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A COMPARISON OF PHYSICAL SIGNS AND X-RAY PICTURES OF THE CHEST IN EARLY STAGES OF TUBERCULOSIS

HENRY SEWALL, M.D.; S. B. CHILDS, M.D.
Arch Intern Med (Chic). 1912;X(1):45-67. doi:10.1001/archinte.1912.00060190052006.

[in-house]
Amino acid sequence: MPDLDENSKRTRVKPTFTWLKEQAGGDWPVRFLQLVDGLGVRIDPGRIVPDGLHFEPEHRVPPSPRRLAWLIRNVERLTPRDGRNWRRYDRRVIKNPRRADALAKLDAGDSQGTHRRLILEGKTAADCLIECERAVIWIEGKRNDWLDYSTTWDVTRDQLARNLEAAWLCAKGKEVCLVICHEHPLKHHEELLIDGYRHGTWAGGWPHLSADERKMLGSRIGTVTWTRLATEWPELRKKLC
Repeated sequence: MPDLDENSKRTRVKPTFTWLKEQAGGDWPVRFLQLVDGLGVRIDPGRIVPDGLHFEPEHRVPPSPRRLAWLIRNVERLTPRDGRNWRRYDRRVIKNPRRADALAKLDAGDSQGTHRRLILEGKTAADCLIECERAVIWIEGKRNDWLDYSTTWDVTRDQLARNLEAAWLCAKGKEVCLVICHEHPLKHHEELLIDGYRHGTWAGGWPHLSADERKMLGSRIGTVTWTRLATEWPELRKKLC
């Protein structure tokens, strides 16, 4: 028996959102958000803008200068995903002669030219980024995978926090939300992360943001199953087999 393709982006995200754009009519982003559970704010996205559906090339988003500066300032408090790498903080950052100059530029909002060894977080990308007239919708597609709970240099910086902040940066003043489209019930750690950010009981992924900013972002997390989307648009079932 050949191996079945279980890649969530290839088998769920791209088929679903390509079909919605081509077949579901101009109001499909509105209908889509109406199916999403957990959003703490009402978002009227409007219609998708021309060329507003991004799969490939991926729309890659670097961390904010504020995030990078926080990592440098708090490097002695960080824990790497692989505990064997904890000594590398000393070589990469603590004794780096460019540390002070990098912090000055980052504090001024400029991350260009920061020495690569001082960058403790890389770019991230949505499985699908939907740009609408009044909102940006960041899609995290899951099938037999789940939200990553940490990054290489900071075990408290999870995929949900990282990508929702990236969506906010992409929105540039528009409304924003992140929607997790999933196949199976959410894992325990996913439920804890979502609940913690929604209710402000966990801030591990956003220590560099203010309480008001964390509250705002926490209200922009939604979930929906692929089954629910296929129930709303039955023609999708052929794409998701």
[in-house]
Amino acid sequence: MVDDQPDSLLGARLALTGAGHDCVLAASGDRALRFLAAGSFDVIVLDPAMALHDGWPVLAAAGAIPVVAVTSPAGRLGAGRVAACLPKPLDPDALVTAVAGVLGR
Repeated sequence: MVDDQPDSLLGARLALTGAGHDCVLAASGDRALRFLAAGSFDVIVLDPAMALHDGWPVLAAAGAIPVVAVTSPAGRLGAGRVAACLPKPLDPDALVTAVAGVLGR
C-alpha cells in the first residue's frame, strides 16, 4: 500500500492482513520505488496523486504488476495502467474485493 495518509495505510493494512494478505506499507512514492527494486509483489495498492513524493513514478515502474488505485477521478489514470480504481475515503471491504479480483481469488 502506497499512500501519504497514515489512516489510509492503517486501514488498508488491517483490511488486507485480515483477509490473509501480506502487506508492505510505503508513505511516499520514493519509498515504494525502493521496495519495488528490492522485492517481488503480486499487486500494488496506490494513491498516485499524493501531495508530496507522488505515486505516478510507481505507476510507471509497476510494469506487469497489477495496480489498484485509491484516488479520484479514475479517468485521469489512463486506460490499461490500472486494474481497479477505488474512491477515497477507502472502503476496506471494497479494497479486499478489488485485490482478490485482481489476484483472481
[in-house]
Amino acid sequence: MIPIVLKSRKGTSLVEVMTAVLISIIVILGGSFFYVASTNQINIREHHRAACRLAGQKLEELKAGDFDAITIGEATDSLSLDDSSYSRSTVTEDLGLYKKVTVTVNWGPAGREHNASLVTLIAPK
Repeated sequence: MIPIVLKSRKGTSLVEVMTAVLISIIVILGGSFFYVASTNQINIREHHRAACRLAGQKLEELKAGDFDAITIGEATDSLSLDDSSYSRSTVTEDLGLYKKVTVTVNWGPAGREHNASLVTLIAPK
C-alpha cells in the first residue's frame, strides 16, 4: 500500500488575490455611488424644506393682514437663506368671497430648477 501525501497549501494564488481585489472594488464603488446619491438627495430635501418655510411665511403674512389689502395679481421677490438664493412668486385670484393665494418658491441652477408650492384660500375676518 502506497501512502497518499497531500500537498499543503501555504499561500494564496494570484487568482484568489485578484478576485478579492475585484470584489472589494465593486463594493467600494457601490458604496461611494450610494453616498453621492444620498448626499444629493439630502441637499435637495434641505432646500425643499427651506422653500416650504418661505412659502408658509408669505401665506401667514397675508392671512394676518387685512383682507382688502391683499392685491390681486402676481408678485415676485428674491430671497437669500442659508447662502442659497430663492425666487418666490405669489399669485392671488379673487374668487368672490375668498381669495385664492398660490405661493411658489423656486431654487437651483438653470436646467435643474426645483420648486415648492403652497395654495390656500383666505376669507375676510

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GENERAL CONSIDERATION OF THORACIC ACOUSTICS  Within the past year it has occurred to one of us to become acutely impressed with the necessity of making an absolute diagnosis in a series of cases presenting rational evidences of pulmonary tuberculosis. Physical examination of these persons disclosed none of the signs usually depended on for the apprehension of incipient lung disease, but the clinical history of lessened energy, susceptibility to fatigue, digestive disturbance, ocasional afternoon temperatures and various other accompaniments of failing health plainly indicated a serious constitutional disturbance which, if tuberculous, implied an active undermining of powers which it was of vital importance to check at once. Fortunately, at this time there was under observation a patient whose chest was negative to even expert examination — pursued along catholic lines — although tubercle bacilli had for a while appeared in his sputum a few months previously and his clinical condition

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